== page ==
Eating the NASA pie
Today’s post is just a data rack-and-stack-and-dump; this time of fifty years of NASA annual procurement report data. (Add NASA to the long list of Federal agencies which report annual data, but do not trend it). As with many such data sets, a little graphic visualization often helps understand long term historical trends.
First, the procurement data broken out by field Center. In all plots below, historical real year dollars have been inflation-adjusted to FY10 dollars, and each plotted year corresponds to the average of the previous five years’ procurement data (the data are smoothed).
The trends are a little more coherent if grouped by major field Center ‘type’, i.e. Human Space Flight (Marshall, Stennis, Kennedy, Johnson), Aeronautics/Research (Glenn, Ames, Langley, Dryden) or Science (Goddard, Jet Propulsion Lab):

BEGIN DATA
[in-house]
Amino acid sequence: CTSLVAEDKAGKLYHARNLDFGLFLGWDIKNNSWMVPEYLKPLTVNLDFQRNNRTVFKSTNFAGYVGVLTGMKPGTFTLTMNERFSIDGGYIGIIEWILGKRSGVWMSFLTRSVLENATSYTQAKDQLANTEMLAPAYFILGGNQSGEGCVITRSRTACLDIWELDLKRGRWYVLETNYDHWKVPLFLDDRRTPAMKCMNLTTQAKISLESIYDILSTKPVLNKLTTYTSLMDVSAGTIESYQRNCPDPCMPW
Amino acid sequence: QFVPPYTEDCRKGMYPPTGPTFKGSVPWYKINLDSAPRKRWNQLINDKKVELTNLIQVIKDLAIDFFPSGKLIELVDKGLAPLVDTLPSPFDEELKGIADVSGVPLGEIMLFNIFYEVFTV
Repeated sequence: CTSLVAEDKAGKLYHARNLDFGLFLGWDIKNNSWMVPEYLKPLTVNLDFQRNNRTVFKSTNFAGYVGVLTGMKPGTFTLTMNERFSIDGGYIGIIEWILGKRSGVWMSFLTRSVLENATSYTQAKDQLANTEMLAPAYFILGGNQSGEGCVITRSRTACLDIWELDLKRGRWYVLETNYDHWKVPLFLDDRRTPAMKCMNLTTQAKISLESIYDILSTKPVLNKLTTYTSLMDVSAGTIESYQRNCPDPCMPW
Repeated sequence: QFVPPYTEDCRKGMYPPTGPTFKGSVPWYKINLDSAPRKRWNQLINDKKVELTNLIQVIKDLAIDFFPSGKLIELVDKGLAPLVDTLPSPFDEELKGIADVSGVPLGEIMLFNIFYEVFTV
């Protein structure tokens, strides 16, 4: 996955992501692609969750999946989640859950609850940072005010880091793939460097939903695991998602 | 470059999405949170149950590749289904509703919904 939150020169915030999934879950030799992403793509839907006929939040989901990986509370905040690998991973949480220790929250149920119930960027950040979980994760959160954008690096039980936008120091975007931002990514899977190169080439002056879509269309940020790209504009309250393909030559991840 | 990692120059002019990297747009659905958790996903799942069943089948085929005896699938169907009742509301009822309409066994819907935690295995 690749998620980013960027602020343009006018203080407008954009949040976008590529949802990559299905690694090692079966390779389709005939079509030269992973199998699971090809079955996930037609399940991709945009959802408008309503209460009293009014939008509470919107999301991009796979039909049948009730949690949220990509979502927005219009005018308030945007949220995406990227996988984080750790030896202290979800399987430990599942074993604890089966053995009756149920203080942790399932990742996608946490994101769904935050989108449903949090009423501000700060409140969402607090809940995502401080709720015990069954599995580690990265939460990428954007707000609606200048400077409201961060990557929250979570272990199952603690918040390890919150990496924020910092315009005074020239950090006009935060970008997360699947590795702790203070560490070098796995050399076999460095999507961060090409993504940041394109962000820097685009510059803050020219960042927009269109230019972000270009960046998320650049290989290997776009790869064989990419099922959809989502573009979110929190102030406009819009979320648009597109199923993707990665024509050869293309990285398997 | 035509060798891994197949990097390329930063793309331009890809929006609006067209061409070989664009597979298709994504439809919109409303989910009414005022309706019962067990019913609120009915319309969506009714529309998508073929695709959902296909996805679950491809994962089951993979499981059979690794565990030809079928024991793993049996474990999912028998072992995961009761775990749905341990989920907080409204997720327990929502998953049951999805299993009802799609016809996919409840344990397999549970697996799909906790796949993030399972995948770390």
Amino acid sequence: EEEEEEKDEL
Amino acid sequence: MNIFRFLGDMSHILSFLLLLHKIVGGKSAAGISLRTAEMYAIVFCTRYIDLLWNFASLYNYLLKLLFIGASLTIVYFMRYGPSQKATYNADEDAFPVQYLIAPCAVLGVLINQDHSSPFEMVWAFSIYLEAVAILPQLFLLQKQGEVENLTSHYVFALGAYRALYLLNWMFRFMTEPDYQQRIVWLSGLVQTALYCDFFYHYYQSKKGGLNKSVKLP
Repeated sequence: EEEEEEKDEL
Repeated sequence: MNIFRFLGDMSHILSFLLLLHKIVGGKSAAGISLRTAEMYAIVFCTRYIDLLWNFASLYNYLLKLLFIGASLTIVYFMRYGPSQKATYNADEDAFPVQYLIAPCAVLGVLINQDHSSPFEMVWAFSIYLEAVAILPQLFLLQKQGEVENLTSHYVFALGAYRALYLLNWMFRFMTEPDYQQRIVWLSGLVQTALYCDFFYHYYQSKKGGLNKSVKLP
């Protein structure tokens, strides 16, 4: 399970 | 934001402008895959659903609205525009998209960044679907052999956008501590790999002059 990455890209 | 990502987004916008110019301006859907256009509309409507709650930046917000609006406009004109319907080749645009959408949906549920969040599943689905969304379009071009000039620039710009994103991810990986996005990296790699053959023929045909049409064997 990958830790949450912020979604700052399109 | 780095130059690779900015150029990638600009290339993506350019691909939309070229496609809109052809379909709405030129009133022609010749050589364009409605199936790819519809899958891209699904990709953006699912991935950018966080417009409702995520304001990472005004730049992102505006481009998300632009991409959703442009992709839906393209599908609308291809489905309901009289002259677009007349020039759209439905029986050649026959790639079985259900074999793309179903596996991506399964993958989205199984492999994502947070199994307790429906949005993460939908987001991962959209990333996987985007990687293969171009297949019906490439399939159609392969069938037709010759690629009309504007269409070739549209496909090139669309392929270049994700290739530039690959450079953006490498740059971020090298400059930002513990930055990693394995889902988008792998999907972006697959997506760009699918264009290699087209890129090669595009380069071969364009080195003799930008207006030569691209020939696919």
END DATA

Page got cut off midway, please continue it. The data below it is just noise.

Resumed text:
In this view, the slow but steady increase in “procurement share” of the science centers since the early 1980’s stands out. Human spaceflight centers have accounted for a fairly stable 50-60% of Agency procurements since the early 1970’s.
Rendered as curves the trends are also apparent, modulated by the long term trends in the Agency’s budget:
Finally – and less expectedly – the share of NASA’s spending that occurs as procurements has interesting trends. Almost all of NASA’s budget occurs as procurements – i.e., its services are bought from industry, in the form of prime or support contracts. This has been true since its inception. The interesting trend occurs from 1990-present though, as the procurement percentage has steadily dropped from 90% to about 83%:
Since there was no 20-year acquisition policy which inclined towards insourcing over this period, the most likely explanation is that this reflects the steady increase in Agency fixed costs, relative to the total budget. These fixed costs might include the costs of aging infrastructure, as well as utilities and civil servant salary expenses which may have increased faster than both inflation and the Agency’s top line budget.